The day has come. Your child (your baby, really, has passed his or her driving test and is now legal to hit the open road. Take a break from being a nervous wreck for a while, and put some thought into the vehicle they’ll be driving. Technology advancements have allowed auto manufacturers to add new features to today’s vehicles that reduce the risk of accidents. Below are some things to consider when shopping for your child’s first car to help them stay safe when they are behind the wheel:
1- Parental Control
It’s a sobering fact that motor vehicle accidents are the leading cause of death in teenagers. But newer model vehicles include features that allow you to minimize driver distractions, even if you’re not in the car. With features, such as Ford’s MyKey, you can set the maximum speed limit the car can travel, permit the car’s stereo to be set at a level to your satisfaction and even limit the geographic area your teen can drive in. Also, technology also allows the stereo to be muted until the driver and front seat passenger have safely buckled their seat belts.
Increasingly, cars are equipped with navigation systems that allow the driver to enter their destination and receive audible directions. These smart systems can detect problems en route, such as road construction or a wreck that has resulted in additional traffic. This lessens the likelihood that your teen will get lost in an unfamiliar area of town. Bonus: some systems allow you to track your teen, so you can receive alerts if they are driving somewhere they shouldn’t be or if they are exceeding the speed limit.
3- Electronic Stability Control (ESC)
Computerized technology can detect when a driver has lost control of the vehicle and automatically applies brakes to the wheel. This is a particularly handy feature for inexperienced drivers who may tend to overcorrect the wheel when trying to avoid an unexpected road hazard.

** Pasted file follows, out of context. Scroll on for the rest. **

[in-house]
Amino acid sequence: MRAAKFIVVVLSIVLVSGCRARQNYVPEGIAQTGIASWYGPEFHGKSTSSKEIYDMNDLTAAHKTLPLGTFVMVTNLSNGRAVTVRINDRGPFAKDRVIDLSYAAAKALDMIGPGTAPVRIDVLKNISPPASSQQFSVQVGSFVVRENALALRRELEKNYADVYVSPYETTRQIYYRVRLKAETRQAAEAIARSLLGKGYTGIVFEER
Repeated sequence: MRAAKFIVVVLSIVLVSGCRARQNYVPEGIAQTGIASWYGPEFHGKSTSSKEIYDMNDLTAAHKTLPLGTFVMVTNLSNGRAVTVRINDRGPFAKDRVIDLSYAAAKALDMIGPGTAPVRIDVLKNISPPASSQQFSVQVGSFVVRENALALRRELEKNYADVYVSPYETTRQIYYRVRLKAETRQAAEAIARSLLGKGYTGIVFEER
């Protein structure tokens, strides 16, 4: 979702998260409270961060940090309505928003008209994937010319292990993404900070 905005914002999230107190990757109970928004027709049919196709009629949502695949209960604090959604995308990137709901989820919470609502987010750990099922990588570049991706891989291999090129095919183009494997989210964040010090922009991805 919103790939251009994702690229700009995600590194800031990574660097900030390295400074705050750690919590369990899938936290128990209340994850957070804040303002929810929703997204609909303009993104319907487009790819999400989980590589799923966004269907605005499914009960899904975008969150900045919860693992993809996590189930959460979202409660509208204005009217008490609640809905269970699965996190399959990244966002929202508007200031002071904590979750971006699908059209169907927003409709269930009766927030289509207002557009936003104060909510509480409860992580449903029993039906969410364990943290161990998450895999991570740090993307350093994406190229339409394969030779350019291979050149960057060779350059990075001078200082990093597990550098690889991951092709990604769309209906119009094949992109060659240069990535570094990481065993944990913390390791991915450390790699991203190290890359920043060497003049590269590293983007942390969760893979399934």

4- Anti-Lock Brakes
It’s not hard to lose control of a vehicle when you have to brake suddenly. Anti-lock brakes are a must for new drivers. When car tires start to lock up, wheel sensors rapidly apply and release the brakes to automatically keep tires from skidding. The driver is more easily able to maintain control of the vehicle when the anti-lock brakes system kicks in.
Teenagers are addicted to their cell phones, and can almost instinctively sense a text alert. Distractions while driving are the leading cause of car accidents, and for a teen, a cell phone is definitely a distraction. But those cellphones come in handy when you need to get hold of your child. Enable their car with Bluetooth so they can talk on the phone or speak a text response entirely hands free.
6- Back-Up Cameras
The National Highway Traffic Safety Administration wants all personal vehicles to have rear-view visibility systems, or back-up cameras. Teens should still be taught to turn around and look while moving in reverse, but a back-up camera provides them with extra visibility by alleviating the rear blind spot. If your teen has an older model car, you can purchase a rear visibility system for as low as $150.
It’s never easy for a parent to watch their child drive away the first time, and you’ll be checking the clock frequently. But buying a car with the safety features mentioned above – or having them installed – can help give you some reassurance that you’re doing everything you can to help your teen driver make it to their destination and back home safely.